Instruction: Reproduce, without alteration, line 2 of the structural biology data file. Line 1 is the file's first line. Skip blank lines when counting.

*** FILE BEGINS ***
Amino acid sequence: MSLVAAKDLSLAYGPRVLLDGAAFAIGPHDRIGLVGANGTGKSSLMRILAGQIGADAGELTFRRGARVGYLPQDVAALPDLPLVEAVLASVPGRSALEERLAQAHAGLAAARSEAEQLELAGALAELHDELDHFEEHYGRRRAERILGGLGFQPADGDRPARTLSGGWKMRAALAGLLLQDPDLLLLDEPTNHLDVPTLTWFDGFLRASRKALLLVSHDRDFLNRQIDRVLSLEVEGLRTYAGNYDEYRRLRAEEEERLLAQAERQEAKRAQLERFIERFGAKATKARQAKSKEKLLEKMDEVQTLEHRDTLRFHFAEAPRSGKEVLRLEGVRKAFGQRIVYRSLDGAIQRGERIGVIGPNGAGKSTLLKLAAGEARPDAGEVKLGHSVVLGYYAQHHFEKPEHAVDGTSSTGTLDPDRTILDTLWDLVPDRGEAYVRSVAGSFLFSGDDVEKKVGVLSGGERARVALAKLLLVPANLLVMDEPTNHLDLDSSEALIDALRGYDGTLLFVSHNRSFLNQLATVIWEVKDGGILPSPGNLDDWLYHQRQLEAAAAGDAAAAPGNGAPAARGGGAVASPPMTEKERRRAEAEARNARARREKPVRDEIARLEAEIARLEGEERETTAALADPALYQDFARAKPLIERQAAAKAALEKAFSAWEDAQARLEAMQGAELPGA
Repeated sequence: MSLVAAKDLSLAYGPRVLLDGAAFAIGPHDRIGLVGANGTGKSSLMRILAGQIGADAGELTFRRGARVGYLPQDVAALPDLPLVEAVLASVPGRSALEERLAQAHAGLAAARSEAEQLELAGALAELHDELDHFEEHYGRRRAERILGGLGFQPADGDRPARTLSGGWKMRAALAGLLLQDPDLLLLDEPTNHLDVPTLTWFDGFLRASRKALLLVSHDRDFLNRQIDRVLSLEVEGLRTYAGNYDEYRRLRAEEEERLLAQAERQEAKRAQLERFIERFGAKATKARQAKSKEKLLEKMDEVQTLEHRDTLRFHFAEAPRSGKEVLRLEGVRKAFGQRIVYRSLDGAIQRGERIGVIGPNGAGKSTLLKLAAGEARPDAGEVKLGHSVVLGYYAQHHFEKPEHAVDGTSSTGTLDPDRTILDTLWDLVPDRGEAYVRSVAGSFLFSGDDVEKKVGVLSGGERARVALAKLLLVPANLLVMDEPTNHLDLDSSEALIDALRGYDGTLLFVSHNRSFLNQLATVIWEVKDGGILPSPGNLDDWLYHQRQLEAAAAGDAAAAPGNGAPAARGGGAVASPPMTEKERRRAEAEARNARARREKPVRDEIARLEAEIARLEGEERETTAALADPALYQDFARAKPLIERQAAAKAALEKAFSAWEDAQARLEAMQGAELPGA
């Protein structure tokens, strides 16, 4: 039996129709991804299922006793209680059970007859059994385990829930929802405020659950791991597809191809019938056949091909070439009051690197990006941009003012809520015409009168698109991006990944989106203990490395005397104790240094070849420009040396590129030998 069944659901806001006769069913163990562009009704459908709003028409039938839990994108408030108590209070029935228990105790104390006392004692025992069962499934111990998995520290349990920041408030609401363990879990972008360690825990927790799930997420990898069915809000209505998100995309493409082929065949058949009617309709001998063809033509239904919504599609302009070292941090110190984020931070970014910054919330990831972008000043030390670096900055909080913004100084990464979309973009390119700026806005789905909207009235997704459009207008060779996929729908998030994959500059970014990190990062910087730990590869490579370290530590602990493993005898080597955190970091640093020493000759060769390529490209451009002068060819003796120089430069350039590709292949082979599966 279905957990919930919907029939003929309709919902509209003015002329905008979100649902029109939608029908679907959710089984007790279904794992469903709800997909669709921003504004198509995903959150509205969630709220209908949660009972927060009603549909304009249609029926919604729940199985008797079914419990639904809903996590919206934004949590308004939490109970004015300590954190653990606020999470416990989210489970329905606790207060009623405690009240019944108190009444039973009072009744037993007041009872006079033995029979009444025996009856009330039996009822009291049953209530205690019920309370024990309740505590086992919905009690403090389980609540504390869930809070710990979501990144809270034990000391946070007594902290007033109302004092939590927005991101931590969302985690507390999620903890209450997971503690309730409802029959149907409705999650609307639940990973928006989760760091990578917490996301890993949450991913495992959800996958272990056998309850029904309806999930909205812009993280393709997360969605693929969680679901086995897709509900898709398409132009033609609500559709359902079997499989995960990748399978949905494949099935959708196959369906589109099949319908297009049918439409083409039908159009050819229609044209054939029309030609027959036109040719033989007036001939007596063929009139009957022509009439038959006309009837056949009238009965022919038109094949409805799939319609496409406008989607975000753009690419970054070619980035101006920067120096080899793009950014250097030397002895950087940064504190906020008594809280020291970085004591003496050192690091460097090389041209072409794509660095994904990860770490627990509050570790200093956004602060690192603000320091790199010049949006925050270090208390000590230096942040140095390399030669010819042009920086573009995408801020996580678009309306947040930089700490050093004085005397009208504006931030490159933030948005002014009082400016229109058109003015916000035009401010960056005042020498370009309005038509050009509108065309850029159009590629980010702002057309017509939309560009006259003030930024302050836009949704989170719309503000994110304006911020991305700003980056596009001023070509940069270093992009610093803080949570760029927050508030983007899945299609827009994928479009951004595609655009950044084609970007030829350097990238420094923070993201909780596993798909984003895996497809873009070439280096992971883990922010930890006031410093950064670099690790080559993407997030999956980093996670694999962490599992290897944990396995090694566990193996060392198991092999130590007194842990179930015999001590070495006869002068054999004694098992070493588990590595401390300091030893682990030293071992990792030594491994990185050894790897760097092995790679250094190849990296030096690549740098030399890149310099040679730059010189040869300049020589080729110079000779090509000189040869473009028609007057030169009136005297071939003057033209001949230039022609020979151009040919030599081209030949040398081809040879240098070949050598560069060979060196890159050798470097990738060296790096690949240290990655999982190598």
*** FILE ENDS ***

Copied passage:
Repeated sequence: MSLVAAKDLSLAYGPRVLLDGAAFAIGPHDRIGLVGANGTGKSSLMRILAGQIGADAGELTFRRGARVGYLPQDVAALPDLPLVEAVLASVPGRSALEERLAQAHAGLAAARSEAEQLELAGALAELHDELDHFEEHYGRRRAERILGGLGFQPADGDRPARTLSGGWKMRAALAGLLLQDPDLLLLDEPTNHLDVPTLTWFDGFLRASRKALLLVSHDRDFLNRQIDRVLSLEVEGLRTYAGNYDEYRRLRAEEEERLLAQAERQEAKRAQLERFIERFGAKATKARQAKSKEKLLEKMDEVQTLEHRDTLRFHFAEAPRSGKEVLRLEGVRKAFGQRIVYRSLDGAIQRGERIGVIGPNGAGKSTLLKLAAGEARPDAGEVKLGHSVVLGYYAQHHFEKPEHAVDGTSSTGTLDPDRTILDTLWDLVPDRGEAYVRSVAGSFLFSGDDVEKKVGVLSGGERARVALAKLLLVPANLLVMDEPTNHLDLDSSEALIDALRGYDGTLLFVSHNRSFLNQLATVIWEVKDGGILPSPGNLDDWLYHQRQLEAAAAGDAAAAPGNGAPAARGGGAVASPPMTEKERRRAEAEARNARARREKPVRDEIARLEAEIARLEGEERETTAALADPALYQDFARAKPLIERQAAAKAALEKAFSAWEDAQARLEAMQGAELPGA